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A technical blog written by Richard Paul

Avoiding Ambiguities When Using @RequestMapping

I’ve recently been using the param attribute of the @RequestMapping annotation from Spring MVC.

Take the case of a search feature for a website. If a ‘refine’ parameter is present, the user should be shown a search form to refine their criteria. However if the refine parameter is not present the user is shown the search results for the query.

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@RequestMapping(value="/search", method=RequestMethod.GET)
public class SearchController {

  // Handles search?query=dog&refine=true
  @RequestMapping(params="refine=true")
  public void refine() { ... }

  // Handles search?query=dog
  @RequestMapping
  public void search() { ... }

}

While this code will initially work, there is some ambiguity in the way the URLs are matched. The order in which the @RequestMapping mappings are defined in the class file is actually determining which method will be called. If we were to define the search() method first, then a request to search?query=dog&refine=true would satisfy the conditions for the search() method’s @RequestMapping and thus the params="refine=true" on the refine() method has no bearing on the outcome of the request.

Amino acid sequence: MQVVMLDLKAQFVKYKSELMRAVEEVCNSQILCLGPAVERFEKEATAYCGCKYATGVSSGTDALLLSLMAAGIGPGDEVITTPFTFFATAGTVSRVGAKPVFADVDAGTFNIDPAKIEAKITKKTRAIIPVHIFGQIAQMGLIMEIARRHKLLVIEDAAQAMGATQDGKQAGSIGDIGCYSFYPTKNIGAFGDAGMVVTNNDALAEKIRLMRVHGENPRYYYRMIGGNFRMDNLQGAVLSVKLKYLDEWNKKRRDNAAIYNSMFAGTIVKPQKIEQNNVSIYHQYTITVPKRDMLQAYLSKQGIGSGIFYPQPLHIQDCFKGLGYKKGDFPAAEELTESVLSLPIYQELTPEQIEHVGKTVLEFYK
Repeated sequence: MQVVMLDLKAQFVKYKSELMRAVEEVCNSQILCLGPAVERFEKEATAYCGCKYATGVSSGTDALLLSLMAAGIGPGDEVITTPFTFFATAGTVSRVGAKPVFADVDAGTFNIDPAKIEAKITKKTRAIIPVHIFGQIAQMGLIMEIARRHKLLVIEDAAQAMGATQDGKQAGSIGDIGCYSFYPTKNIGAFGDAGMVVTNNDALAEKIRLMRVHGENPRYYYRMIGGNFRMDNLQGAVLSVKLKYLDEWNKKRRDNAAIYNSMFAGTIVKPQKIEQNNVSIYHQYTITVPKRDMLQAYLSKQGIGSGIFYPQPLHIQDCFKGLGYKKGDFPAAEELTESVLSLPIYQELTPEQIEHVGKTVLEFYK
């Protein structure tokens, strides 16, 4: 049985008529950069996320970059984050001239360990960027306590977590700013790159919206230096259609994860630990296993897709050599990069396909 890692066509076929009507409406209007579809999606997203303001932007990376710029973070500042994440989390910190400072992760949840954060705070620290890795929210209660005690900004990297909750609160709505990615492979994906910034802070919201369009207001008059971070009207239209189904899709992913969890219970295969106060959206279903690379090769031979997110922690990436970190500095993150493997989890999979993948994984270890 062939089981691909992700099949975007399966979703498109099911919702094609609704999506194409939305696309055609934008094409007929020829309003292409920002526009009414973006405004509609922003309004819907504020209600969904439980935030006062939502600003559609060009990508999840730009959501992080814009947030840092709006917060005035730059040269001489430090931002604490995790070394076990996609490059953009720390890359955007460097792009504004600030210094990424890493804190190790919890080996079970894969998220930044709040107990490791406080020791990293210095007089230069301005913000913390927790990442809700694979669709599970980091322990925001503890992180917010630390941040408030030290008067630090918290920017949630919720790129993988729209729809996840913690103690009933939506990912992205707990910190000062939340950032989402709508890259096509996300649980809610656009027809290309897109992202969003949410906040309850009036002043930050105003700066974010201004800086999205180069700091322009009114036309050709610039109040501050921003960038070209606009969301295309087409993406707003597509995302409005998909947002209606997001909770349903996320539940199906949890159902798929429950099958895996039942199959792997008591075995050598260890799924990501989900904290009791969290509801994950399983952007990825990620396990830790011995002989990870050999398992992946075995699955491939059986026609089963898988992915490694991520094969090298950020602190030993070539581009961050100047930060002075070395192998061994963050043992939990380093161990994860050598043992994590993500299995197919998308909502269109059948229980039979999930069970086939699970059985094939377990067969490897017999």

To safeguard the controller against the potential reordering of methods in a class (which in usual Java programming has no affect on the outcome of running code), we need to ensure the parameter mapping is explicit.

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// Match if 'refine' parameter is present
@RequestMapping(params="refine=true")
public void refine() { ... }
// Match if 'refine' parameter is not present
@RequestMapping(params="!refine=true")
public void search() { ... }

By explicitly checking the refine parameter is not present for the search method’s request mapping (!refine=true), the declaration order of our @RequestMapping annotations in the class file has no bearing on which method handles the request thus making our code robust to the reordering methods. Similar precautions should be taken with the other attributes of @RequestMapping including method and headers.

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